“It was a friendly match. Switzerland never really do well in those kinds of games,” said Hitzfeld.
Schürmann echoed the Swiss coach. “Switzerland always have problems playing teams that are said to be weaker.”
Against Bulgaria Hitzfeld will have to do without several injured experienced players, such as goalkeeper Diego Benaglio and midfielders Tranquillo Barnetta and Xherdan Shaqiri.
Arsenal defender Johan Djourou, who dislocated his shoulder during the recent FA Cup defeat by Manchester United, is also sidelined.
In their place Hitzfeld has turned to Valon Behrami, Xavier Margairaz and Eren Derdiyok. Twenty-one-year-old FC Schalke 04 striker Mario Gavranović has also been given his first call-up to the Switzerland squad.
Schürmann said Switzerland’s main problem lies in the centre of the field.
“That’s where we need a leader. Players like Gökhan Inler or Hakan Yakin need to exert a much greater influence,” he said.
The former Xamax trainer remains hopeful, however.
“The national team is not packed with veterans. There’s plenty of young talent; Shaqiri, Stocker, Schwegler, Ziegler, Fernandes and Affolter will soon be joined by the young generation of players who won the U-17 World Cup in 2009. I am sure that this team will be full of surprises.”
Hitzfeld is also confident going into the Sofia game. “We are mentally strong. We have professional players who play abroad who know how to deal with pressure and a group of Basel FC players who start every game as favourites.”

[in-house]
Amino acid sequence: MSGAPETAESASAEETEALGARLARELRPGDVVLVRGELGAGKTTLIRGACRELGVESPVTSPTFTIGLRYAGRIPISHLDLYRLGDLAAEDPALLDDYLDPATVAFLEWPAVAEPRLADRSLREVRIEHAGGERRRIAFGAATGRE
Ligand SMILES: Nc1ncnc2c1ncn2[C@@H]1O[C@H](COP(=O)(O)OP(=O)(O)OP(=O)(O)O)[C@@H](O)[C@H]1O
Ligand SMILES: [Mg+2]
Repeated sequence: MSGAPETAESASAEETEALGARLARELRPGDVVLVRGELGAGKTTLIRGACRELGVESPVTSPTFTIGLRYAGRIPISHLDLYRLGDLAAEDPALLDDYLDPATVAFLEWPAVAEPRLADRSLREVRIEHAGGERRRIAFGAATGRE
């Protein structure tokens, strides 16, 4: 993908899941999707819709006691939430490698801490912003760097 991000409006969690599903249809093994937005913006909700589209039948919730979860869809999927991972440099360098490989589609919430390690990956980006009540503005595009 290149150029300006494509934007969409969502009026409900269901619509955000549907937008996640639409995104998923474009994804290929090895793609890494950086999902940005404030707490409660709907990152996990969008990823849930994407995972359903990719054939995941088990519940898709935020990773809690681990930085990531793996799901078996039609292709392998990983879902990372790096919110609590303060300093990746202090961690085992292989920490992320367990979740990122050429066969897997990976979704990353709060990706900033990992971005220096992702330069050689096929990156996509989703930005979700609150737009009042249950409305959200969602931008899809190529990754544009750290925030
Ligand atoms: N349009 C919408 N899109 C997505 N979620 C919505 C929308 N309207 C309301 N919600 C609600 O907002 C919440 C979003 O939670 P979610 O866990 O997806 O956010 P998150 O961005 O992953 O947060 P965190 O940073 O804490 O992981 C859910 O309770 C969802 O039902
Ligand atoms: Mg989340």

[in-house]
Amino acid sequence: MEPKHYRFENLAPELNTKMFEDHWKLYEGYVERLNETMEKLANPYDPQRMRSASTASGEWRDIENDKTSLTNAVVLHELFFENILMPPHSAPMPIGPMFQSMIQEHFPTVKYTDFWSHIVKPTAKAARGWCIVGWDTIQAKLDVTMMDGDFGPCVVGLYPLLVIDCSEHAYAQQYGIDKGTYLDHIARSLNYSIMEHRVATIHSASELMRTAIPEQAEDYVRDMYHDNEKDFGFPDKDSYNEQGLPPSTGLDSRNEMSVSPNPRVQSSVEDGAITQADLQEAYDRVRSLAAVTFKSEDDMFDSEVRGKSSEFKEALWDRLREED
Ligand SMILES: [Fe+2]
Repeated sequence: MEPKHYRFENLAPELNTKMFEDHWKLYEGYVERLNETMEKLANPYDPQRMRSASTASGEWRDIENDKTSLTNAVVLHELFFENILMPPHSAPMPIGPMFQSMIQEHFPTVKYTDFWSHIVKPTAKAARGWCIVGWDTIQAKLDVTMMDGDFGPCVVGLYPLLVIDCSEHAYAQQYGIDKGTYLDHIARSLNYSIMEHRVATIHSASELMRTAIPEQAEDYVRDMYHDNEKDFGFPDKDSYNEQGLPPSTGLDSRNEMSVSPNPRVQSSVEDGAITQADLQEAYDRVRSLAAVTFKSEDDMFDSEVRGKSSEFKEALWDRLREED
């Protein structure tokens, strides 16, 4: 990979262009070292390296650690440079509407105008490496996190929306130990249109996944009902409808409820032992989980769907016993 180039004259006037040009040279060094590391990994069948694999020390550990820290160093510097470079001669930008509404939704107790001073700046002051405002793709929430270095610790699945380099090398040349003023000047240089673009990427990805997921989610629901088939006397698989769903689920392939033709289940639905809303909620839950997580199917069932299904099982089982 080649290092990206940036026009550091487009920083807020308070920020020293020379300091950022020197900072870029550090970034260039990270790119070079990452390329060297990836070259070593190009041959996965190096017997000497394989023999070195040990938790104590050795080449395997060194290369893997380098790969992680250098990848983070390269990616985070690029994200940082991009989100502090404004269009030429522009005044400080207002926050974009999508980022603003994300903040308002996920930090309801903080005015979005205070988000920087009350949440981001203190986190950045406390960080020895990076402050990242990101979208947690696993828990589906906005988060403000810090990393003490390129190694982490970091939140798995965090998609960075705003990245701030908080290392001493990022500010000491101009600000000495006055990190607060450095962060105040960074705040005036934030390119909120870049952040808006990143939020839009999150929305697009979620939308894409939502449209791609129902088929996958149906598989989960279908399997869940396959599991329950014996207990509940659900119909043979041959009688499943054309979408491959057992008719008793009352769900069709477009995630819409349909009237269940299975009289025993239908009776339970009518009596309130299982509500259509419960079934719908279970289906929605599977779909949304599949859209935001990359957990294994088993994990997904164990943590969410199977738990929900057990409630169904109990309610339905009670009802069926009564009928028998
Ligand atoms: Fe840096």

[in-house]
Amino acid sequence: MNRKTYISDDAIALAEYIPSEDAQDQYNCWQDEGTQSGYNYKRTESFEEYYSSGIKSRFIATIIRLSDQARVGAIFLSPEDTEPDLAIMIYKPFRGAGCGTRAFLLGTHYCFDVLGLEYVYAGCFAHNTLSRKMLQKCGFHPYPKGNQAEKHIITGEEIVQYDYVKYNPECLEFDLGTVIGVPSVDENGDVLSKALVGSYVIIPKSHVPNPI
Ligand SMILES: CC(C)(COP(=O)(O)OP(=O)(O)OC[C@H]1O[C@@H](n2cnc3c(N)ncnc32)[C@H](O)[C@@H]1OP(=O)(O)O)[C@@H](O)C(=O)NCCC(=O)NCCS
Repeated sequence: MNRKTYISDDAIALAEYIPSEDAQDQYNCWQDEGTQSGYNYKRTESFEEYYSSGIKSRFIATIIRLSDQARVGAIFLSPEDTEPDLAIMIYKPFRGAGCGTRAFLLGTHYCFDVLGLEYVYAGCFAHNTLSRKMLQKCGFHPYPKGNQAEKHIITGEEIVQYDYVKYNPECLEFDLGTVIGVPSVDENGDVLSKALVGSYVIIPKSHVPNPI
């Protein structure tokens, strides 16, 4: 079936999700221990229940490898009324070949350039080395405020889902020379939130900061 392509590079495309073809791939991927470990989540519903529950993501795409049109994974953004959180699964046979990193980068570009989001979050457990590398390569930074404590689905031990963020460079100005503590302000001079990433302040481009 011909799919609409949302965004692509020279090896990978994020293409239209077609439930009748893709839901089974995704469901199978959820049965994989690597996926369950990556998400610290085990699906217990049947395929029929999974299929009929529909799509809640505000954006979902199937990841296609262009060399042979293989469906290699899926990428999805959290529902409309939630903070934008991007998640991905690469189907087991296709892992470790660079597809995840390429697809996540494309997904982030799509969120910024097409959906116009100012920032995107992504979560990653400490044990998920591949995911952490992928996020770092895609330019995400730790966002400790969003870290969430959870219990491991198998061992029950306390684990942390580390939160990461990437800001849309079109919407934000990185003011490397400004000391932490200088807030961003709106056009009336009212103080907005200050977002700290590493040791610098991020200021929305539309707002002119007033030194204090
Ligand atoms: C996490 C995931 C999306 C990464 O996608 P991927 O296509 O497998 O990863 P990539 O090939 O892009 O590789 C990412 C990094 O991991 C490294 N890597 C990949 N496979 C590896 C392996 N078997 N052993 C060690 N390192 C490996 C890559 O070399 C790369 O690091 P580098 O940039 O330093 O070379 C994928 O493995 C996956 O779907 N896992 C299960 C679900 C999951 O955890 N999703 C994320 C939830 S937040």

Goalkeepers : Johnny Leoni, Germano Vailati, Marco Wölfli; Defenders: François Affolter, Stéphane Grichting, Stephan Lichtsteiner, Steve Von Bergen, Reto Ziegler; midfielders and forwards: Valon Behrami, Eren Derdiyok, Blerim Dzemaili, Gelson Fernandes, Alexander Frei, Mario Gavranovic, Gökhan Inler, Xavier Margairaz, Pirmin Schwegler, Xherdan Shaqiri, Valentin Stocker, Marco Streller, Hakan Yakin.
Goalkeepeers: Nikolay Mihaylov, Vladislav Stoyanov; Defenders: Stanislav Manolev, Ivan Bandalovski, Nikolay Bodurov, Ivan Ivanov, Kostadin Stoyanov, Petar Zanev, Rumen Trifonov. Midfielders: Vladimir Gadzhev, Boris Galchev, Blagoy Georgiev, Stanislav Angelov, Georgi Peev, Hristo Yanev, Stiliyan Petrov. Forwards: Spas Delev, Ivelin Popov, Zdravko Lazarov, Nikolay Dimitrov, Dimitar Makriev, Tsvetan Genkov.End of insertion
The nine group winners and the runner-up with the best record against the top five sides in their pool qualify directly for the final tournament. The eight remaining runners-up enter the play-offs.
Current Group G standing (matches played/wins/ draws/losses/goals for-against):
1. Montenegro 4 3 1 0 3 0 10
2. England 3 2 1 0 7 1 7
3. Switzerland 3 1 0 2 5 5 3
4. Bulgaria 3 1 0 2 1 5 3
5. Wales 3 0 0 3 1 6 0
Saturday March 26
Wales v England (16hrs)
Bulgaria v Switzerland (17.45hrs)
England v Switzerland
Switzerland v Bulgaria
Wales v Switzerland
Switzerland v MontenegroEnd of insertion